ORONO, Maine — As leaders in Orono and Old Town prepare to bring high-speed internet to their communities, they are asking residents and business owners for input on where the lines should be located.

“The goal of these surveys is to determine both the interest in this project and where the internet infrastructure would need to be established,” a post about the two surveys on the Orono website states.

Orono and Old Town are partnering with the University of Maine to connect to the state’s open 1,100-mile fiber-optic cable infrastructure project known as the Three Ring Binder.

Access to the Three Ring Binder would “bring 1,000 [megabit per] second ultra-high-speed broadband internet to our area,” the Orono post states. “These speeds could be up to 200 times faster than the speeds residents and businesses currently have access to.”

The new internet connections will do more than just add speed, according to Bruce Segee, University of Maine professor of electrical and computer engineering.

“This is high bandwidth, bidirectional connections,” Segee said Friday. “This is going to be able to do telecommunication. It’s going to enable video conferencing from the home or remote medicine — telemedicine — and things we haven’t even dreamed up yet.

“The services that can be run through it run the range of television and video to virtual reality gaming and telecommunications and any other thing people can image,” he said. “It’s going to be cool.”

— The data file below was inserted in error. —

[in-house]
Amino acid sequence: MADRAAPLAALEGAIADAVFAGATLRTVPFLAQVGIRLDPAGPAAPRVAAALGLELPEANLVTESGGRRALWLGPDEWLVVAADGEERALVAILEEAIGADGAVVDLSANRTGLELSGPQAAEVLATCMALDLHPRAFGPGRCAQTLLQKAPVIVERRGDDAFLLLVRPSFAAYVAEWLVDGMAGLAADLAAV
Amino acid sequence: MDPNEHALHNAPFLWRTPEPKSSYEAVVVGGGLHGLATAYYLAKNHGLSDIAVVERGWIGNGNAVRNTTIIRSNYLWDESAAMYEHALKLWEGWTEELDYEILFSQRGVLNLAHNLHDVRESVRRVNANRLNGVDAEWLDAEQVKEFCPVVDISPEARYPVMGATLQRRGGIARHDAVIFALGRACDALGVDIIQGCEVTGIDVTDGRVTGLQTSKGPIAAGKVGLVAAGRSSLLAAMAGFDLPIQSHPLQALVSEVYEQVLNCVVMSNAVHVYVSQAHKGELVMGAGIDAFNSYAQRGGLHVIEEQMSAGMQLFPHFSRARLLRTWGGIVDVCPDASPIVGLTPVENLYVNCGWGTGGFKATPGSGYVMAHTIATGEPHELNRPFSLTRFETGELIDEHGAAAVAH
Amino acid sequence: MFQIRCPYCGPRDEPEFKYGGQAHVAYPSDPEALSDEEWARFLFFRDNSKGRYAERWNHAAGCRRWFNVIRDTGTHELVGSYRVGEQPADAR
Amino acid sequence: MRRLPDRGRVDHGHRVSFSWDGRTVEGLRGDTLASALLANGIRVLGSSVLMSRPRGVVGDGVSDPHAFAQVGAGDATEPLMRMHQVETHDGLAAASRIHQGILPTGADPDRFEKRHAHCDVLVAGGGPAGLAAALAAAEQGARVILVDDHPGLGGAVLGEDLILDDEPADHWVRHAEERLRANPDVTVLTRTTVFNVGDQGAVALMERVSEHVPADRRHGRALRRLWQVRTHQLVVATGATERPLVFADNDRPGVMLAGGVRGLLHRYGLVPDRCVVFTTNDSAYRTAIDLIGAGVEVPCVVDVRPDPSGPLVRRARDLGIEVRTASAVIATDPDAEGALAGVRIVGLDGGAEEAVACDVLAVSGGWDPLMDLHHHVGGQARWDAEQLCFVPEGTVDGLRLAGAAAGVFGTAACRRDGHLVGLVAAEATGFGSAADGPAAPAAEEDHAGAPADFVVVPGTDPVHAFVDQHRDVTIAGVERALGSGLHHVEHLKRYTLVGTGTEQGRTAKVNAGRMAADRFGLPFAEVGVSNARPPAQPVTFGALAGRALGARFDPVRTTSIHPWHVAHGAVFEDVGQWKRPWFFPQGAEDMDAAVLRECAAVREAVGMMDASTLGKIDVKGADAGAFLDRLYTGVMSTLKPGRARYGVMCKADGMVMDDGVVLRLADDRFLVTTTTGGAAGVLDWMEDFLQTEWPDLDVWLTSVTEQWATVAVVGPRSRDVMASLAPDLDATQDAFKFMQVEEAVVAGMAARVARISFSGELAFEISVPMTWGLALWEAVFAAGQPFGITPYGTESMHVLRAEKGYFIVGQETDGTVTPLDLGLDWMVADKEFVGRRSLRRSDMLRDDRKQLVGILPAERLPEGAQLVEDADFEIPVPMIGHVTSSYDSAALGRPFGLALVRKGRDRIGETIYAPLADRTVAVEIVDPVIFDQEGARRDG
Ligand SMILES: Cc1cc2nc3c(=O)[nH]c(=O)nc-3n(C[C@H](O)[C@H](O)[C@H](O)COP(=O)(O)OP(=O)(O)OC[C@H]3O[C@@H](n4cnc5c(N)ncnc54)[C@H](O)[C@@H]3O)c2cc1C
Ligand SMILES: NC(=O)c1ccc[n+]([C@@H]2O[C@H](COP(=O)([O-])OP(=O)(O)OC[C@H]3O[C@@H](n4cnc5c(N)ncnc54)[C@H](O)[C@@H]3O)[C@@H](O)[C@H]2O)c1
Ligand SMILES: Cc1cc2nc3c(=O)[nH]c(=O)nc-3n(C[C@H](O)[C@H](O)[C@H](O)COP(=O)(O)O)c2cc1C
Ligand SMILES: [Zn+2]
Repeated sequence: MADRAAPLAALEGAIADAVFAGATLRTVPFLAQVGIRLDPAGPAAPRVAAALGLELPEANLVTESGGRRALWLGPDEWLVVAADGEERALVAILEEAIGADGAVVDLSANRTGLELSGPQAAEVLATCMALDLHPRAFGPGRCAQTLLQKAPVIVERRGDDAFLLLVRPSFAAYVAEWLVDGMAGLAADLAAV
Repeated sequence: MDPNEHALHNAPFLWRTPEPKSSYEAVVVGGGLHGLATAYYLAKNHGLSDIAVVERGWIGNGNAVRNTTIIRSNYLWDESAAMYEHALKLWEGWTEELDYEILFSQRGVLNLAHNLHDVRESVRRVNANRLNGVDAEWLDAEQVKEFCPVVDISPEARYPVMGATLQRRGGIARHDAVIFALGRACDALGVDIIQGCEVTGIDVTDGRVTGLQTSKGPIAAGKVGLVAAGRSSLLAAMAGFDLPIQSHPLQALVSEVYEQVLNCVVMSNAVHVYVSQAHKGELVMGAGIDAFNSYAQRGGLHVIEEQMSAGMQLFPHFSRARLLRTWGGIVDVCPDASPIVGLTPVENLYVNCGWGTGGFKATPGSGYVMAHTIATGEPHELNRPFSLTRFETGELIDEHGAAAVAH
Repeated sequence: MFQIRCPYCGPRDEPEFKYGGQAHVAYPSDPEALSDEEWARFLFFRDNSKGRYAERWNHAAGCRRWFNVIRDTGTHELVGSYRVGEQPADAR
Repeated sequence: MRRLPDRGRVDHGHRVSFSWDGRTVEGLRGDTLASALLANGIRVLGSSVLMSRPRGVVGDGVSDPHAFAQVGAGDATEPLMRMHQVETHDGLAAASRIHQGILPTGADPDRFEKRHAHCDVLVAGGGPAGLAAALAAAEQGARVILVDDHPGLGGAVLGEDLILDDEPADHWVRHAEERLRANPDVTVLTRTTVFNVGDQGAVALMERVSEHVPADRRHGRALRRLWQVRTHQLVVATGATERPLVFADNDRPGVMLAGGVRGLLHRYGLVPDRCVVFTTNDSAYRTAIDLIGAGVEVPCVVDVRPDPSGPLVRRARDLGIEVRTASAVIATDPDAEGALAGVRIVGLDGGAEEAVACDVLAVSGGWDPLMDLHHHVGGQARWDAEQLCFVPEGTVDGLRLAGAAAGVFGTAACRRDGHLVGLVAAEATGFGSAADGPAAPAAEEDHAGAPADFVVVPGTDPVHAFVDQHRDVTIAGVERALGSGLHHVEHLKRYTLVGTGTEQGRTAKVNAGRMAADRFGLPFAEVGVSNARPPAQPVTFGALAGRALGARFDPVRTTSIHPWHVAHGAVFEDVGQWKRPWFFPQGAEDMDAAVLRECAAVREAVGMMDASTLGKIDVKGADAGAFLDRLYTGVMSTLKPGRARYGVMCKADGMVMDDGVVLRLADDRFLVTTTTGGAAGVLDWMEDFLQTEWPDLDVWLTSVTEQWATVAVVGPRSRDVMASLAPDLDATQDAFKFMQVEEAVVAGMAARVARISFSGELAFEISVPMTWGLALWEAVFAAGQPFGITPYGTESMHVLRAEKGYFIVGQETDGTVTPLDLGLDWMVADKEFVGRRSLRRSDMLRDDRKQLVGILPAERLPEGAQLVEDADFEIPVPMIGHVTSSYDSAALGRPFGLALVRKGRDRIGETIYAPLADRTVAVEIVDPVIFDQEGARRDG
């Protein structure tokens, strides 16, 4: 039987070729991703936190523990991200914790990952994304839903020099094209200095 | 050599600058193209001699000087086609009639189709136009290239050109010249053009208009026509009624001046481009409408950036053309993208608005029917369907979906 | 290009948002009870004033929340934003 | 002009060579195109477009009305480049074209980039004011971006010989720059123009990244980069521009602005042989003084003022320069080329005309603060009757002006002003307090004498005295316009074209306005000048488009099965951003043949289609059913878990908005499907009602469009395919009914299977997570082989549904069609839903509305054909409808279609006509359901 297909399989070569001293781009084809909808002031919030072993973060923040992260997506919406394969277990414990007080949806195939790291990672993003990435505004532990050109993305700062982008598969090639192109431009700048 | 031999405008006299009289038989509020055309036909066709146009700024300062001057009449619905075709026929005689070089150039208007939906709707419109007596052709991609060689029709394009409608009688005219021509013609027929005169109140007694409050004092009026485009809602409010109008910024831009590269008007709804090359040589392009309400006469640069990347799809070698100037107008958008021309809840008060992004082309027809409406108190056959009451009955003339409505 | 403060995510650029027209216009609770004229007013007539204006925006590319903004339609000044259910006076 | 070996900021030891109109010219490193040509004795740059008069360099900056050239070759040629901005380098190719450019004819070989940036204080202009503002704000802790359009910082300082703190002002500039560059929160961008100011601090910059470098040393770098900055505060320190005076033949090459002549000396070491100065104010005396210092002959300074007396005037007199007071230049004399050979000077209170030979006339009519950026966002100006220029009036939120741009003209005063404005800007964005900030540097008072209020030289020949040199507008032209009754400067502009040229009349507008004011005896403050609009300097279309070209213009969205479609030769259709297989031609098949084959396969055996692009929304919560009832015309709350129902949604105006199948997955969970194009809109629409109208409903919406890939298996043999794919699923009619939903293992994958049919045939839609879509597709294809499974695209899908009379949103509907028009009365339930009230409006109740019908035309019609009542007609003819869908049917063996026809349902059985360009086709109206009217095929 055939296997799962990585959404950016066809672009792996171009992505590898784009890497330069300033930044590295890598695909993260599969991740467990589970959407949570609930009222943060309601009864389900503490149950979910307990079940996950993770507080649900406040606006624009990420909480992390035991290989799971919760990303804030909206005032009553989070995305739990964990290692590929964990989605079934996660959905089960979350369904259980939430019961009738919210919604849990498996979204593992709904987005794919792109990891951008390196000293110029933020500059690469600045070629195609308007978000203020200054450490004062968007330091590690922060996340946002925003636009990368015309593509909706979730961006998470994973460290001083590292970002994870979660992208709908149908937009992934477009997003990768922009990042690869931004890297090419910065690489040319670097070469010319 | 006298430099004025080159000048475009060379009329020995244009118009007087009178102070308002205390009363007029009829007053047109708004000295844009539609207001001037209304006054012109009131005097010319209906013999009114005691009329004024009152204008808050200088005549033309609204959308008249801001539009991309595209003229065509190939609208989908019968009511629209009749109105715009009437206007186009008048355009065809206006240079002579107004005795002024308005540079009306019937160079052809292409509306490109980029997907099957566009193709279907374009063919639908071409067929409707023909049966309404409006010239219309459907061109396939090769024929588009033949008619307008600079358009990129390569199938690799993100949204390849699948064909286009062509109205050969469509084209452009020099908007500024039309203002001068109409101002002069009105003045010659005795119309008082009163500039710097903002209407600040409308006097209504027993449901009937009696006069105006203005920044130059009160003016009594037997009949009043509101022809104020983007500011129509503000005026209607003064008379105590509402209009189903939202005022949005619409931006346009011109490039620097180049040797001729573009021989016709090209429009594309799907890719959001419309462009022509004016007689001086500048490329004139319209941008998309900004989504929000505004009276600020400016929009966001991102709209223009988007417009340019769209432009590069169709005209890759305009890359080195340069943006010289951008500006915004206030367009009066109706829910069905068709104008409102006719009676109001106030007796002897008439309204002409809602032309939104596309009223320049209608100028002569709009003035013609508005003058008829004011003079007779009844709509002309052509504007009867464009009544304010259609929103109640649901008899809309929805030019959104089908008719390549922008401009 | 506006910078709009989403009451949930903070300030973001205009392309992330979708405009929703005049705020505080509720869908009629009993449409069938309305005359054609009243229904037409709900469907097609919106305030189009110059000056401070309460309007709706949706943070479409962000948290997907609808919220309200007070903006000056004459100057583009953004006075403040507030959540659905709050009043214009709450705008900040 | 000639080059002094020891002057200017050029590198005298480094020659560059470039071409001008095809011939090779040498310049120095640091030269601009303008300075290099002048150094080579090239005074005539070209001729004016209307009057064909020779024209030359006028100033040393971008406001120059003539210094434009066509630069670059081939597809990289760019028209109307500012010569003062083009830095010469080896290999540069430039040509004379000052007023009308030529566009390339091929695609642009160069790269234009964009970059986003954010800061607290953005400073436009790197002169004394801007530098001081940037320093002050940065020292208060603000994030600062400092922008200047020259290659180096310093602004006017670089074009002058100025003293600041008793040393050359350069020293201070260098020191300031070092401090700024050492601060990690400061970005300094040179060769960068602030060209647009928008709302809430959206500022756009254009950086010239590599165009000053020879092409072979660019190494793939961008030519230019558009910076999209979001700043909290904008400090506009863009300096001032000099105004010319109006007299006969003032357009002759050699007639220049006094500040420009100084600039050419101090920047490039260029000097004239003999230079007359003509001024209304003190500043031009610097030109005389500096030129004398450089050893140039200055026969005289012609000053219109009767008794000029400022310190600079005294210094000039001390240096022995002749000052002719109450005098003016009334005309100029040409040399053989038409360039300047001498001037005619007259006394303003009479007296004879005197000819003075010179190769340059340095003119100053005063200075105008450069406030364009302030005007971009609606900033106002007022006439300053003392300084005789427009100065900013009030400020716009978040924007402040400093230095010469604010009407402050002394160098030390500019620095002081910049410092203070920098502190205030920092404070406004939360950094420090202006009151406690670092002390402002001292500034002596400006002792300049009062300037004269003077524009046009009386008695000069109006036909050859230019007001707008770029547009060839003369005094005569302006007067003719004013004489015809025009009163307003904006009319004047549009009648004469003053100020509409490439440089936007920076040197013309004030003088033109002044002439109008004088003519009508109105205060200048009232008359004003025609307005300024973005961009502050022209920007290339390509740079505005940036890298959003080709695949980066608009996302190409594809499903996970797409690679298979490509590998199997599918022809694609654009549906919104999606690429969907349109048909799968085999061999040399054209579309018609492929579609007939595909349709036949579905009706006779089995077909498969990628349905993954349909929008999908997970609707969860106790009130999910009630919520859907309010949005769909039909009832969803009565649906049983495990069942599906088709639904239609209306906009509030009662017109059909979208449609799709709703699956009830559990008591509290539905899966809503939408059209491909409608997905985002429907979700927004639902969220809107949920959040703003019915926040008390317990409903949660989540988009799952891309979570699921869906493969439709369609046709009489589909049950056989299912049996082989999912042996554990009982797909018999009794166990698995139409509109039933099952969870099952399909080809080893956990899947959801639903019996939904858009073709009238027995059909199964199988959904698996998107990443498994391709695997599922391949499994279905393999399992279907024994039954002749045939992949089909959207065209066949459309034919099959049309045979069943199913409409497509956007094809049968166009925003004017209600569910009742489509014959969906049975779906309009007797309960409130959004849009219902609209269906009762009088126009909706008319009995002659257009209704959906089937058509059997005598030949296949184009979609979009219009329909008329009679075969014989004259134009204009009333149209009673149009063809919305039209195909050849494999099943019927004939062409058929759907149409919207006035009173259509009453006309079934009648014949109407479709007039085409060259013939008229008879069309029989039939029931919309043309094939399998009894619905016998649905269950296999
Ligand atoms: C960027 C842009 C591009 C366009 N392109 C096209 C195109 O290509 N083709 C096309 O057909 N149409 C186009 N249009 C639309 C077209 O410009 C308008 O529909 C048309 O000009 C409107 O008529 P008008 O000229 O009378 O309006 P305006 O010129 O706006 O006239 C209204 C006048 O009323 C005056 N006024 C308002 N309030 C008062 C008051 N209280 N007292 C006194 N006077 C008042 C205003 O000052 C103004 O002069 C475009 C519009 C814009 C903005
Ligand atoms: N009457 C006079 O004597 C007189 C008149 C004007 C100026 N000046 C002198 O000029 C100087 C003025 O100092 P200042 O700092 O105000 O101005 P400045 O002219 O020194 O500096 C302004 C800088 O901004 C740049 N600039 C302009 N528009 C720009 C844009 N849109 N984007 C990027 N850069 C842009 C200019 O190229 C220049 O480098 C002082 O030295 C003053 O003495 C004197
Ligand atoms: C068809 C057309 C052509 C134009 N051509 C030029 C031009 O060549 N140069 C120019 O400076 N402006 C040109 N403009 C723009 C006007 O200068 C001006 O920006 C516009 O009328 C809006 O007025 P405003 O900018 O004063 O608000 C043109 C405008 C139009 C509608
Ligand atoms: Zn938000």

The Old Town-Orono Fiber Corp., which was created to add last mile local fiber-optic cables, learned last year that it had been awarded a $250,000 grant from the Northern Border Regional Commission to help create the fiber-optic network.

The commission is a federal-state partnership that was created by Congress in 2008 in order to help alleviate economic distress and encourage private-sector job creation throughout the northern counties of Maine, New Hampshire, Vermont and New York.

The two surveys are available on the corporation’s website, and Segee wants everyone in the region to set aside a little time to fill them out.

Old Town in October approved spending $80,000 to add their three miles of connecting fiber.

The Old Town portion would add high-speed fiber-optic cables — capable of handling 1 gigabit of data per second — along Main Street and Stillwater Avenue that would connect to Orono’s planned route along Bennoch Road and into the town’s downtown.

The plans call for utilizing the vacant Temple Israel synagogue, last used in the 1980s, as a hub for the fiber that can be used by internet service providers.

“The purpose of having this infrastructure in our community is to bolster existing businesses that can take advantage of this connectivity and to attract and foster entrepreneurs, students and recent graduates to create new businesses and enterprises that rely on high-bandwidth connectivity,” the survey post states. “To help us advance this project, please complete one or both of the following surveys.”

Residents or business owners interested in participating in a focus group to discuss current internet service and challenges can contact Orono Town Manager Belle Ryder at belle@orono.org.

The corporation is working with a consulting firm on a feasibility study that takes into consideration current service, projected costs and current and future demand. It will be used to determine the routes with the most customers.

“[The $250,000 grant] is a great start but not enough to do every residence in every community,” Segee said. “We need to plan an initial route.”

The plan is to start installing the high-speed connections in the summer of 2017 and complete the project a year later.